There are valid reasons for huge cards - if the camera supports them - but if you lose the card, either physically or can't read it - then you are in deep doo-doo. Limit the size and avoid the issue. Clean the cards after use, and that way your camera will normally be ready whenever you want it.

RAW vs JPEG
JPEG is the standard format for pics. RAW is the pic the camera takes before processing; if you've screwed up, for example, the white balance, then it's easier to correct in RAW than JPG. It's also easier to correct lighting issues (too light, too dark, because the camera measured on the "wrong" part of the photo) with RAW. However, it takes time and skill to use it correctly. Nice, but time-consuming. It's also known as "post-processing", the act of getting your RAWs and converting them to JPG with external software. Then you might want to correct, straighten, sharpen.. that breaks the bounds of this guide, big time. The ability to switch between RAW and JPG is nice, especially if it's easy. RAWs are a lot larger than JPGs; 10MB vs 2MB @ 10MP.
If you want to process RAWs, try Adobe Camera Raw or UFRaw.

Specific suggestions for kit

Body + 18-55. 2x 2GB cards, Bag.
Next up: add a 50-200, maybe tripod, maybe external flash.
Then add a 35 or 50 with a large aperture (1.4 / 1.8) for practice with primes.
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Old 02-11-2010, 09:17 PM   #22
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... continued...

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Tripods / Monopods

Tripods: don't buy a cheap 'pod and expect it to work well in all situations. It will probably move in anything less than perfect situations. A realistic level is the Manfrotto Modo maxi or 190Bs. That's around £50-£100. Decent brands include Gitzo, Manfrotto, Slik, Velbon, Red Snapper and several others.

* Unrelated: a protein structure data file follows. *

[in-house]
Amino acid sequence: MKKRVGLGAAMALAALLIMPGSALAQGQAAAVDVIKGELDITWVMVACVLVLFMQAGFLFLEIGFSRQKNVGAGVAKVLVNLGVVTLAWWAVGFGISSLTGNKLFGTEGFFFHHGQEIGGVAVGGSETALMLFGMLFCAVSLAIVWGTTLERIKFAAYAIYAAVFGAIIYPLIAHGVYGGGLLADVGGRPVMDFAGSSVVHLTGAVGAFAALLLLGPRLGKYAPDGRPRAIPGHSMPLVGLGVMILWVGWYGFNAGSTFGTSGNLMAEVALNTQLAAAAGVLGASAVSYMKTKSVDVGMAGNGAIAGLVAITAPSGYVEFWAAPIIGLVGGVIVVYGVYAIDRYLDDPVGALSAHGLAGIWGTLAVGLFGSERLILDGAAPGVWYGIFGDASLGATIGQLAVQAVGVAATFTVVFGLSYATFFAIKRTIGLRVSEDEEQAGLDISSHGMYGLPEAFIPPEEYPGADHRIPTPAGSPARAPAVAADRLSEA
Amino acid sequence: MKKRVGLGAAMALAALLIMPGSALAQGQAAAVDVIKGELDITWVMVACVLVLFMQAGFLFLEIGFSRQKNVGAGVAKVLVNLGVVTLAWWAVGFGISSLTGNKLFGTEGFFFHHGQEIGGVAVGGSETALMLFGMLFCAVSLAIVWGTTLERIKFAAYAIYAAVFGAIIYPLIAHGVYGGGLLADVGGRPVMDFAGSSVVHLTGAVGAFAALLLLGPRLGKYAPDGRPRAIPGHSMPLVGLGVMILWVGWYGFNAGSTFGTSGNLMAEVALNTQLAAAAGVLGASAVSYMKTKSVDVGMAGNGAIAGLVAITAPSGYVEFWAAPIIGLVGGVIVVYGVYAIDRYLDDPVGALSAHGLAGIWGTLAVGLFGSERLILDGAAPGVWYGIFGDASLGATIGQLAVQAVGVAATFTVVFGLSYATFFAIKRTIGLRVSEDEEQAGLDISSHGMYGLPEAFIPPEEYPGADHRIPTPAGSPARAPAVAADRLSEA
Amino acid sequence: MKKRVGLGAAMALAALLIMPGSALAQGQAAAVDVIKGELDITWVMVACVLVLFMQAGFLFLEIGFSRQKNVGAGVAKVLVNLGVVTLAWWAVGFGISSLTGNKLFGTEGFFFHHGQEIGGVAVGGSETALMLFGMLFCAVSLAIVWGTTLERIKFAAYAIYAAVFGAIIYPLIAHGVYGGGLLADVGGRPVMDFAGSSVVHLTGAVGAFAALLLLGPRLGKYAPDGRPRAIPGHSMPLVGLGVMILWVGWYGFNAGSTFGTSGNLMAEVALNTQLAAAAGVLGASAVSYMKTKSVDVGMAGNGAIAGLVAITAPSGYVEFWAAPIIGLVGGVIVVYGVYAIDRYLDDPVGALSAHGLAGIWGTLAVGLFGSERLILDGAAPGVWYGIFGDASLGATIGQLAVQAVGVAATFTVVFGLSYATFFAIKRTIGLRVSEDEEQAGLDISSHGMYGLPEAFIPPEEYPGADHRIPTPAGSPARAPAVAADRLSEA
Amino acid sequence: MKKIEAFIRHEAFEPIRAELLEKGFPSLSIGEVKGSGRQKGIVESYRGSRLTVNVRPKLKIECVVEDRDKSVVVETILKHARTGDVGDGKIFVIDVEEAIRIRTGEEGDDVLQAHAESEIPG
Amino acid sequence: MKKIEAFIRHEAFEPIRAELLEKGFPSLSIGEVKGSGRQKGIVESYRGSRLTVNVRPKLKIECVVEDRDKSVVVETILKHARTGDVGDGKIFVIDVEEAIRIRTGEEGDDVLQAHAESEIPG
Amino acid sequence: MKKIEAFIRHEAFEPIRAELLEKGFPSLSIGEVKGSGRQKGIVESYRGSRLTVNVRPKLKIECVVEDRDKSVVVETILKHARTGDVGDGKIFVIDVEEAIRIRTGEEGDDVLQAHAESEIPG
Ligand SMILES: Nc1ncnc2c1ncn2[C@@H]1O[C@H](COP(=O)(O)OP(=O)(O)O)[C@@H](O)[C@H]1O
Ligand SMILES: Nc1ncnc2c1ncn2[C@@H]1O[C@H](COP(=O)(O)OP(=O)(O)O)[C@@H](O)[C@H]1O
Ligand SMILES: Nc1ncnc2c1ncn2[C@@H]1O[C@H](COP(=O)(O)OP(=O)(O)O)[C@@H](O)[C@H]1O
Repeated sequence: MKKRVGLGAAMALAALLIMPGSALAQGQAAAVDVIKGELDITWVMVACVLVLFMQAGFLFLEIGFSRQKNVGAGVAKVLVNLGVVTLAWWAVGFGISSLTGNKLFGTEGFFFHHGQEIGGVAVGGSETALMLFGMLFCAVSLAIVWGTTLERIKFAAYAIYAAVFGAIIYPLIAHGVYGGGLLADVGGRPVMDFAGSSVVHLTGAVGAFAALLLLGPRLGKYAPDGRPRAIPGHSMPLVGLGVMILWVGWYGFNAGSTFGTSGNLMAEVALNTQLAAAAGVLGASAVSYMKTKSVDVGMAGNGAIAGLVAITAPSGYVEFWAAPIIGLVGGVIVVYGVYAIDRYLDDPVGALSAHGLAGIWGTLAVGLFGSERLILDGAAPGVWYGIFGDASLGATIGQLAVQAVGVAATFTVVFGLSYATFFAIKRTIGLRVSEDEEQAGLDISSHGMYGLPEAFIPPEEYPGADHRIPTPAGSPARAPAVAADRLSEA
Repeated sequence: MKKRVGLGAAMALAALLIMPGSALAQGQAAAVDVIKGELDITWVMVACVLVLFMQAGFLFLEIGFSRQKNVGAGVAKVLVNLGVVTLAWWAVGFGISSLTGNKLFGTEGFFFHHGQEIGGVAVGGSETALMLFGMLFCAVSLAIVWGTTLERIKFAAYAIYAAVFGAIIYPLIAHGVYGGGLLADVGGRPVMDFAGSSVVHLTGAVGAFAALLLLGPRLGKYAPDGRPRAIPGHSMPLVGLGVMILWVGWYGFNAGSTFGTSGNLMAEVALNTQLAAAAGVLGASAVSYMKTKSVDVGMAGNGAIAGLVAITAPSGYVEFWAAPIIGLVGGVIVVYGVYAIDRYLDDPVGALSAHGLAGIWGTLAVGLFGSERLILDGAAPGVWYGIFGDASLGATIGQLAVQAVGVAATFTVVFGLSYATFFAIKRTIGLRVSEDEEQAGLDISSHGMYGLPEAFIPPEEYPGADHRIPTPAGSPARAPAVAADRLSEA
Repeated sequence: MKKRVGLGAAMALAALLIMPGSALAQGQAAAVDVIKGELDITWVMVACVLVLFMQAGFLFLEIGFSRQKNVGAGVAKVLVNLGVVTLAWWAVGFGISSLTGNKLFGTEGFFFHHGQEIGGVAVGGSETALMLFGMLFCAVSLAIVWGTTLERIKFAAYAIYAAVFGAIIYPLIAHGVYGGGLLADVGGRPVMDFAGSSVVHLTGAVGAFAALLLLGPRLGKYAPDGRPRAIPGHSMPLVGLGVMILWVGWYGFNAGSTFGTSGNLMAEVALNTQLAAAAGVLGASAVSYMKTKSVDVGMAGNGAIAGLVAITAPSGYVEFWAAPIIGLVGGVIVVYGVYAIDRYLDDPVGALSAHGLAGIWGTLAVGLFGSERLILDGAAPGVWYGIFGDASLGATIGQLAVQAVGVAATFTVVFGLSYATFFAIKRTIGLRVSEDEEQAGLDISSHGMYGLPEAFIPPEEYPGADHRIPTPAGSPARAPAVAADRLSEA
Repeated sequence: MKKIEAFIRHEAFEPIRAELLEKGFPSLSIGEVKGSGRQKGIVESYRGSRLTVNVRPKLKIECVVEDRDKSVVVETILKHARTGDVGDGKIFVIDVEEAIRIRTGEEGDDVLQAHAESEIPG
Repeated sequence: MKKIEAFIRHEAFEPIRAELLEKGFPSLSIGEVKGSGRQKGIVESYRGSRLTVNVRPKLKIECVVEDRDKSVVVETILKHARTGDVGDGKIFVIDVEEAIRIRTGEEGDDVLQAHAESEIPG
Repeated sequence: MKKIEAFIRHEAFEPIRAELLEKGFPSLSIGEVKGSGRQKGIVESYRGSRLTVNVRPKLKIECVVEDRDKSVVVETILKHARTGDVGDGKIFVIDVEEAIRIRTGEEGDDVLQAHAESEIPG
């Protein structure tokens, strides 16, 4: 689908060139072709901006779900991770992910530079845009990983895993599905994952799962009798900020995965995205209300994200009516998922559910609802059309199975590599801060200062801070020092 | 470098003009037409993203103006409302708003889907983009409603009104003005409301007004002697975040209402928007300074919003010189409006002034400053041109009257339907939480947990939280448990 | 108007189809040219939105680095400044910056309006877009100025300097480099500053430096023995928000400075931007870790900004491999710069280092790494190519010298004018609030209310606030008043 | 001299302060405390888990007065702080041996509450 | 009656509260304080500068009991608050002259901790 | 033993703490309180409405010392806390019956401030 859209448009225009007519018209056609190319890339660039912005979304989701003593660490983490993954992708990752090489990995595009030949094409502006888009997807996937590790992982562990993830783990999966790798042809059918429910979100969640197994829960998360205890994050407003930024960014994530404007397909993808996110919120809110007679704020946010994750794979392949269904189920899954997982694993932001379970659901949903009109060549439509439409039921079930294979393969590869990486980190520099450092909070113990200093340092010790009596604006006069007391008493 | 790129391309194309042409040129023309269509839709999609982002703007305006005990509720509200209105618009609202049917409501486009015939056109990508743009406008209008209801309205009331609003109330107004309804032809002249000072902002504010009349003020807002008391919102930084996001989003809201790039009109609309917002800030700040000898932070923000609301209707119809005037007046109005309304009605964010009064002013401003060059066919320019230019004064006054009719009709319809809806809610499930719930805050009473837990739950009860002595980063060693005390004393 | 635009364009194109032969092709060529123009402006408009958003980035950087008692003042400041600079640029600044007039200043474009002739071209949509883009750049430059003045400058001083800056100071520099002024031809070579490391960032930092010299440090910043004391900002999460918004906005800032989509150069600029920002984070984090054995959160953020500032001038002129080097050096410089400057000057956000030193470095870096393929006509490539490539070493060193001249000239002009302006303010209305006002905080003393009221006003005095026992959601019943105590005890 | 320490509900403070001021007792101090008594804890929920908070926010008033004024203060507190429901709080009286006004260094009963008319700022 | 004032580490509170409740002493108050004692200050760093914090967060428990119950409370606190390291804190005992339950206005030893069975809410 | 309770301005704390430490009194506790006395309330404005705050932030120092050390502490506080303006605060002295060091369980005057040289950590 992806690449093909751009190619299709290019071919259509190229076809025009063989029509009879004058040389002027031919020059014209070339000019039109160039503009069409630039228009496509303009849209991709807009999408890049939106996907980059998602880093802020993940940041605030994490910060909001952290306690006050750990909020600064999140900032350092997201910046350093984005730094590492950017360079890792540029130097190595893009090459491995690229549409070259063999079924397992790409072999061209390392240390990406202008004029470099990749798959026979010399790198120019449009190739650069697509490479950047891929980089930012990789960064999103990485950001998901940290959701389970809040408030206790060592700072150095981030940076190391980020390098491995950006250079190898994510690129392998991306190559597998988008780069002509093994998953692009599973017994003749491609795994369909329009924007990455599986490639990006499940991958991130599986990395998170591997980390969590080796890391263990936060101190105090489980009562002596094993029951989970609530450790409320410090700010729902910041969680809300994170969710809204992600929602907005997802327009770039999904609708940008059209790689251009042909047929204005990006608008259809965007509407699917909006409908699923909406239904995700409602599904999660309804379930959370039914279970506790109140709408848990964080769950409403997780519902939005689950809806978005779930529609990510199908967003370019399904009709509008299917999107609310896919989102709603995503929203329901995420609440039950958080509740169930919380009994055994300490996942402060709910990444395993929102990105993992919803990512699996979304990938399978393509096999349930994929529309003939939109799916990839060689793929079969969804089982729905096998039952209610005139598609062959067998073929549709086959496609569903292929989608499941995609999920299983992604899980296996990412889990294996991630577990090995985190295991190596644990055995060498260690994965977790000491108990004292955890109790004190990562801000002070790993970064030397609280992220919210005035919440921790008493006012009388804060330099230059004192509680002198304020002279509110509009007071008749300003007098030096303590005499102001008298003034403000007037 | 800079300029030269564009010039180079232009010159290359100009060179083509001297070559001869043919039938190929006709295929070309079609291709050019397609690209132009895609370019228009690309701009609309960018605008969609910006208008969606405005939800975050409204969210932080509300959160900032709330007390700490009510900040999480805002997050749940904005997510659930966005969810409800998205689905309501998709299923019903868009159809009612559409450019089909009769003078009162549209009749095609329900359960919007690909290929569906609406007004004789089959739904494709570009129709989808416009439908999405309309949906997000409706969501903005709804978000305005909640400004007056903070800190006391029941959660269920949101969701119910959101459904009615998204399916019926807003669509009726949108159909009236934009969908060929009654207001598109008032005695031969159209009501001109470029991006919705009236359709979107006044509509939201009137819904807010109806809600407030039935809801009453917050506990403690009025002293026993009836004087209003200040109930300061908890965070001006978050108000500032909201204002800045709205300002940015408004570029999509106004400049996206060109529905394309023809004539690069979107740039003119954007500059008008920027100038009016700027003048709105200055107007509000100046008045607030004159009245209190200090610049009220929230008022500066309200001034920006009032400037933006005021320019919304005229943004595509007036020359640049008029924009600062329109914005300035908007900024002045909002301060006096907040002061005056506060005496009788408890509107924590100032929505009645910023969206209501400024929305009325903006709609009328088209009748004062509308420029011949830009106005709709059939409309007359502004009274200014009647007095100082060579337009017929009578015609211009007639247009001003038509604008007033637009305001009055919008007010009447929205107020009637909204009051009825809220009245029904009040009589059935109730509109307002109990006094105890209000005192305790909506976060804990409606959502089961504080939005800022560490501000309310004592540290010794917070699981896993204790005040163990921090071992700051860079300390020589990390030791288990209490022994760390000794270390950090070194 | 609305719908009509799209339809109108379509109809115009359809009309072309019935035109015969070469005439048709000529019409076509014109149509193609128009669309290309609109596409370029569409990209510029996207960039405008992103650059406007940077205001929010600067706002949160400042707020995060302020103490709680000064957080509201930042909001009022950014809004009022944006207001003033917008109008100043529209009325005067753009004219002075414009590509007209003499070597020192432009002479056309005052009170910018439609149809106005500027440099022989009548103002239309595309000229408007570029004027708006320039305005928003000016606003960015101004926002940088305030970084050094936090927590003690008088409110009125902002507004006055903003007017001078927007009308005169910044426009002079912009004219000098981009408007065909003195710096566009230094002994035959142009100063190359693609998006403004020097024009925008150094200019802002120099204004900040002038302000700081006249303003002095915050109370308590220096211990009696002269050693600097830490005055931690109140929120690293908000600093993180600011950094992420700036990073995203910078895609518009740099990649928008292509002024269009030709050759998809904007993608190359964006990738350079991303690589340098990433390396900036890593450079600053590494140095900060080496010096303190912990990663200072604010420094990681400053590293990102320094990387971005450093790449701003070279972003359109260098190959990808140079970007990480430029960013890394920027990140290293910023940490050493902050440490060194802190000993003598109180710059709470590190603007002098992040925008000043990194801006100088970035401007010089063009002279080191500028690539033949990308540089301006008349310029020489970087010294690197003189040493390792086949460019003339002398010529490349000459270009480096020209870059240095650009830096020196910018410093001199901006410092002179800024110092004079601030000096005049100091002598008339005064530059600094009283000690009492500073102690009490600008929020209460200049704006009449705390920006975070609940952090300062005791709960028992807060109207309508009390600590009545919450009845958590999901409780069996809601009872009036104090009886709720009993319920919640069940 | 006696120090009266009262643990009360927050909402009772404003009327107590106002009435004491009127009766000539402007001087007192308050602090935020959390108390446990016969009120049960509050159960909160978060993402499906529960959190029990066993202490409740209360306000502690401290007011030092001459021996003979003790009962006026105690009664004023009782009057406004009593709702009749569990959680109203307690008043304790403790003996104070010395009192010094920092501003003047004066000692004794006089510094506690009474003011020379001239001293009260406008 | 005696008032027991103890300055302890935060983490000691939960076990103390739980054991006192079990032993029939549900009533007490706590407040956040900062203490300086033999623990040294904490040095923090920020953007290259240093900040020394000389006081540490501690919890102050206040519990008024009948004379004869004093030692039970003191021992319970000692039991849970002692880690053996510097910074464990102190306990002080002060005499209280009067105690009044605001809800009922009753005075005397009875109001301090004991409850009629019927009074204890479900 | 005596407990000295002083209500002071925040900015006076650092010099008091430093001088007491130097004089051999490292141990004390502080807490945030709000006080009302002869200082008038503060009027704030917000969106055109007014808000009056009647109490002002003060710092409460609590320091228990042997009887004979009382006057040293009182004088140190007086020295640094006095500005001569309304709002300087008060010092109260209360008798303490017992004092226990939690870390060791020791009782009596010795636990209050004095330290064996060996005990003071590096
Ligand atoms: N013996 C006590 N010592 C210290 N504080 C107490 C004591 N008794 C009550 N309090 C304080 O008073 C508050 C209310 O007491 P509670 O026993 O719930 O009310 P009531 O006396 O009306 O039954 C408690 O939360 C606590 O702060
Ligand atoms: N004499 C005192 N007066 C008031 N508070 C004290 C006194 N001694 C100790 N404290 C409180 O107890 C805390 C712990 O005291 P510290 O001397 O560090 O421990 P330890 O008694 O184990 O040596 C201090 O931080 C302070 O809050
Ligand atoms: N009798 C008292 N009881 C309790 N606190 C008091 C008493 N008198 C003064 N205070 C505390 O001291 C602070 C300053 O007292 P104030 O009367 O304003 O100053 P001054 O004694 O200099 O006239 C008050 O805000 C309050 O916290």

The 190 has a swappable head. Some head types:

Ball heads are just that - flexible within say 35 degrees.
Joystick heads are easy to get pretty close. (Manfrotto 332B, 222)
3d Axis heads (Manfrotto 804RC2) are nice-ish, but not very fast.
Geared heads are for seriously accurate work.

Personal tips:
- Check the weight limitations of the 'pod before you buy it
- A monopod is really only useful for taking weight off your hands until you've got a stock for it or use it with wall or similar to create a tripod. There are some with leg kits to turn it into an almost tripod.
- I would not buy a tripod with fixed leg positions unless it was for indoor, flat-floor use only. The times I've used the leg flexibility on my 'pod astounds me.
- Work with the head before you buy it and be prepared to change it after a while
- How far are you going to carry this? How heavy is it? My 190B is not light but I use it rarely far away from the car, so that's ok. For others...
- You'll want feet if you're working on sand, snow or mud. Does the manufacturer do these?
- TURN SR OFF as soon as you put the cam on the 'pod.
- Use your remote if you have one or put it on timed release!

Specific lens recommendations

Indoor sports - hockey, tennis: 70-200 f2.8 (they're not cheap!)